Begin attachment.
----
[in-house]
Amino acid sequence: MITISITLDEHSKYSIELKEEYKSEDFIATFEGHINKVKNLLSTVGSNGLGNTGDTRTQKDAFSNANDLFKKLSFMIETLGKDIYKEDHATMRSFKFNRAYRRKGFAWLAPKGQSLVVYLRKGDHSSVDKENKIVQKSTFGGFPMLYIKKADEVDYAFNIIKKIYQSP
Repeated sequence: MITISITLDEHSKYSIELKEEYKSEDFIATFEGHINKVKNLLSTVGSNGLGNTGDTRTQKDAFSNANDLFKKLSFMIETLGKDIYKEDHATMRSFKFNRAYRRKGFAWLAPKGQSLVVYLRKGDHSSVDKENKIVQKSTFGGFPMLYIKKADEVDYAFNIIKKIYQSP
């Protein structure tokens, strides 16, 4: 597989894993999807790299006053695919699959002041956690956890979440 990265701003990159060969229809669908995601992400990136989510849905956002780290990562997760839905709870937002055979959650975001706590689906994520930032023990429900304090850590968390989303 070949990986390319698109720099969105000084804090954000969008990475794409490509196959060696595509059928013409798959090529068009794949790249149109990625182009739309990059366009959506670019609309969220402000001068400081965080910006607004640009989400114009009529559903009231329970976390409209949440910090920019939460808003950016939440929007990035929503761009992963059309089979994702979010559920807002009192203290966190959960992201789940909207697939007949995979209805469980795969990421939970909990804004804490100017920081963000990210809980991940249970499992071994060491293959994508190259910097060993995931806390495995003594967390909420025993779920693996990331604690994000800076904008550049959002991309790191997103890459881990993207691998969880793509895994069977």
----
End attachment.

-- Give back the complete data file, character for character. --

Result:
[in-house]
Amino acid sequence: MITISITLDEHSKYSIELKEEYKSEDFIATFEGHINKVKNLLSTVGSNGLGNTGDTRTQKDAFSNANDLFKKLSFMIETLGKDIYKEDHATMRSFKFNRAYRRKGFAWLAPKGQSLVVYLRKGDHSSVDKENKIVQKSTFGGFPMLYIKKADEVDYAFNIIKKIYQSP
Repeated sequence: MITISITLDEHSKYSIELKEEYKSEDFIATFEGHINKVKNLLSTVGSNGLGNTGDTRTQKDAFSNANDLFKKLSFMIETLGKDIYKEDHATMRSFKFNRAYRRKGFAWLAPKGQSLVVYLRKGDHSSVDKENKIVQKSTFGGFPMLYIKKADEVDYAFNIIKKIYQSP
């Protein structure tokens, strides 16, 4: 597989894993999807790299006053695919699959002041956690956890979440 990265701003990159060969229809669908995601992400990136989510849905956002780290990562997760839905709870937002055979959650975001706590689906994520930032023990429900304090850590968390989303 070949990986390319698109720099969105000084804090954000969008990475794409490509196959060696595509059928013409798959090529068009794949790249149109990625182009739309990059366009959506670019609309969220402000001068400081965080910006607004640009989400114009009529559903009231329970976390409209949440910090920019939460808003950016939440929007990035929503761009992963059309089979994702979010559920807002009192203290966190959960992201789940909207697939007949995979209805469980795969990421939970909990804004804490100017920081963000990210809980991940249970499992071994060491293959994508190259910097060993995931806390495995003594967390909420025993779920693996990331604690994000800076904008550049959002991309790191997103890459881990993207691998969880793509895994069977």